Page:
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2010 GI 2 complete +lab (2) - GASTROINTESTINAL SYSTEM(GI...

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GASTROINTESTINAL SYSTEM (GI Tract). I. General Organization, Esophagus and Stomach. Barry R. J. Rittman, Ph.D . Reading: Gartner and Hiatt Chapter 14, p277; Sheedlo, Chapter 14, p134-138 Learning Objectives: Understand the organization of the four layers of the Gastrointestinal tract. Describe the 4 layers of the esophagus, with emphasis on the epithelium and the location of the gland types in the underlying layers. Describe unique features of the tunica muscularis of the esophagus and stomach. List histologic characteristics common to glands throughout the stomach. Name gland types in the different zones of the stomach. List their differences based on pit and gland length. gland shape, cell types, and function. List cell types, found in gastric glands, and know the functions of each. Key Words: Tunica mucosa, lamina propria, submucosa, muscularis, adventitia, serosa, Meissner’s plexus, Auerbach’s plexus, esophageal and mucosal glands, parietal cells and chief cells. I. General organization The gastrointestinal tract (=digestive tract), consists of a tube and associated glands and organs that have arisen from the epithelium of the primitive gut. The following notes refer only to the esophagus, stomach, small intestine, large intestine, appendix and anal canal. The 4 basic layers are shown above 1 Tunica Mucosa Tunica Submucosa Tunica Muscularis Tunica Adventitia or T. serosa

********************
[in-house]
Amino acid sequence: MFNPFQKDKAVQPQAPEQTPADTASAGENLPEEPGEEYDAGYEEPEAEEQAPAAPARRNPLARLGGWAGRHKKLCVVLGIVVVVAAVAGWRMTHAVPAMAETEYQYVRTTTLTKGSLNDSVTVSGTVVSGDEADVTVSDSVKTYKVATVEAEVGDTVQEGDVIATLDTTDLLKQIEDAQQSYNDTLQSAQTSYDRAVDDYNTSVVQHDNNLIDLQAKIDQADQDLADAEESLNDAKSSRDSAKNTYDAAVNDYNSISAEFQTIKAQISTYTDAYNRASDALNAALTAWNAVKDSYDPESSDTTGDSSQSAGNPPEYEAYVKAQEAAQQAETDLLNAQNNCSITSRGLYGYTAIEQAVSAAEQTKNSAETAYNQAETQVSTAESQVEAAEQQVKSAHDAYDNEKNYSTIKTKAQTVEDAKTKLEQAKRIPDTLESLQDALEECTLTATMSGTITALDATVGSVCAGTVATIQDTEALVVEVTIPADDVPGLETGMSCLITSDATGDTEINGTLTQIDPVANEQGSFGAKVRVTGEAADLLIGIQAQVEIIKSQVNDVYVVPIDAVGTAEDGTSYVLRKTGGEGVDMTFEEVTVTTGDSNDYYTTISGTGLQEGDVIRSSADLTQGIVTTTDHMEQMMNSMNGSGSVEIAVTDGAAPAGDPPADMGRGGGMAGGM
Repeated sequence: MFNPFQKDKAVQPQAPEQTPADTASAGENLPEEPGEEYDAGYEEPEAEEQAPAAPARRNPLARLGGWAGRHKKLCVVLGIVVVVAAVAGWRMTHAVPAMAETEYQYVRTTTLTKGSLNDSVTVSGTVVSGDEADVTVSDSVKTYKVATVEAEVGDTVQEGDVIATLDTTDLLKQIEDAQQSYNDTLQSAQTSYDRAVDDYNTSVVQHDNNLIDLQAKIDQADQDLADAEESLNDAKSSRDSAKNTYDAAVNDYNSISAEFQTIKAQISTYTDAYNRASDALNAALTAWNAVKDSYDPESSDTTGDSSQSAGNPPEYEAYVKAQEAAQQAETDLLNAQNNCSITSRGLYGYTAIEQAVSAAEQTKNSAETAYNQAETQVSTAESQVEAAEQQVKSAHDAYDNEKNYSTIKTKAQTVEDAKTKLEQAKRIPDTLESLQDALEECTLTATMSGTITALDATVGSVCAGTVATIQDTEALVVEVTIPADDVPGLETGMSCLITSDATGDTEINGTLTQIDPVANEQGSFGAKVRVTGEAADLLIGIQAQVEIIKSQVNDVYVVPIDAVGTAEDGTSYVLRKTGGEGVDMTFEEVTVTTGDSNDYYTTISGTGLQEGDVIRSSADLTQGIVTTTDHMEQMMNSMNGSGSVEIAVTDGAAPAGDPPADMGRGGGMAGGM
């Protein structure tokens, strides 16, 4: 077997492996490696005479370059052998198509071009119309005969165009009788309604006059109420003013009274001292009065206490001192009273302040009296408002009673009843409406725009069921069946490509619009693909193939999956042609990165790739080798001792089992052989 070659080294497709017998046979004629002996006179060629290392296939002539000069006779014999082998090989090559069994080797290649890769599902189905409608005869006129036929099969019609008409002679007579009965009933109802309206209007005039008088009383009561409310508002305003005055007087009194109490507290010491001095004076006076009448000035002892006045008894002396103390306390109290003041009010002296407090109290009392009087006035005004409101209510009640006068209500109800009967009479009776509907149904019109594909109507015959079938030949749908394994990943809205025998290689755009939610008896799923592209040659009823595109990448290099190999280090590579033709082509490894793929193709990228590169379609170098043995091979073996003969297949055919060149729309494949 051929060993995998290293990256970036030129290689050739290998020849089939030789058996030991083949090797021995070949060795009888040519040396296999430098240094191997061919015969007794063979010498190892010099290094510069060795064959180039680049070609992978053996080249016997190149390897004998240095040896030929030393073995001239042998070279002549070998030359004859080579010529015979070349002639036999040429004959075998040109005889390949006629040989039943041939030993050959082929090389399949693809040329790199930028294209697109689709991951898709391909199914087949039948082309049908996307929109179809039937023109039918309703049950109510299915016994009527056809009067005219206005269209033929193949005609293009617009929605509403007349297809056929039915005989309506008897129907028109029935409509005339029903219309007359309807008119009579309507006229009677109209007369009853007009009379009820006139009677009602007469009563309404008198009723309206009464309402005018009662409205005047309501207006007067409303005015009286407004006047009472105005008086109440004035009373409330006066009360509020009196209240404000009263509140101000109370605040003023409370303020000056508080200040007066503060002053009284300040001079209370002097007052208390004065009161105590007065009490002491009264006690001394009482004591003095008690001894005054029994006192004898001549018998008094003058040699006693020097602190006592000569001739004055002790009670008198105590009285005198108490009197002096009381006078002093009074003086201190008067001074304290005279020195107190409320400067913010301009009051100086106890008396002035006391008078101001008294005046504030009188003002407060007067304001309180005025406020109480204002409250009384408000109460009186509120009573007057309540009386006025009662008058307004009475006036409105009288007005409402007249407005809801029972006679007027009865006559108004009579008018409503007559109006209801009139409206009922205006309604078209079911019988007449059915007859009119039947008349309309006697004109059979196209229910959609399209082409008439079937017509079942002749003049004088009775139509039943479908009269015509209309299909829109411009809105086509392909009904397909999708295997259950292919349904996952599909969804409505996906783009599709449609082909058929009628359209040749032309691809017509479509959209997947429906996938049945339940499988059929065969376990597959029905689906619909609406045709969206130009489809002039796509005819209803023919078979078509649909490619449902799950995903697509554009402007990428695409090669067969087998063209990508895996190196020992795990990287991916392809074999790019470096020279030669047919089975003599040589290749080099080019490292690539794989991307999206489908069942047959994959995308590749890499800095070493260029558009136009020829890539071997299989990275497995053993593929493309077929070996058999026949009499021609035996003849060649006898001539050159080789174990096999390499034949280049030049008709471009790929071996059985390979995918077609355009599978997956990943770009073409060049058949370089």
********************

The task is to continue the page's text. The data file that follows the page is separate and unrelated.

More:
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FOUR LAYERS Tunica Mucosa Tunica Submucosa. Tunica Muscularis. Tunica Adventitia or Tunica Serosa. It will be easier to study the specific regions if you remember that the basic composition of the each of the four layers is a reflection of the specialized function of each region. A. Tunica Mucosa. Composed of epithelium with basement membrane, lamina propria and muscularis mucosa. 1. Epithelium and basement membrane. The type of epithelium varies according to the local functions. Esophagus is flexible – to accommodate fluids and solid food while protecting the underlying tissue from both temperature and abrasion from food. The stomach must be protected from its own acid. The intestines must have a high absorptive capacity. In many regions the epithelium gives rise to ducts and glands that reside deeper in the wall of the GI tract. 2. Lamina propria. A loose connective tissue sometimes with large numbers of cells of the immunologic defense system; Rich vascular supply; Lymphatic vessels and glands may also be present. 3. Muscularis mucosa. This is a very thin layer of smooth muscle usually close to the mucosa. It has an inner circular and outer longitudinal layer but these are usually difficult to delineate. B. Tunica Submucosa. This layer is under the mucosa and is loose connective tissue much less cellular than the mucosa. This layer contains larger blood vessels and lymphatics, often glands and an important network of nerves and ganglia belonging to Meissner's plexus .
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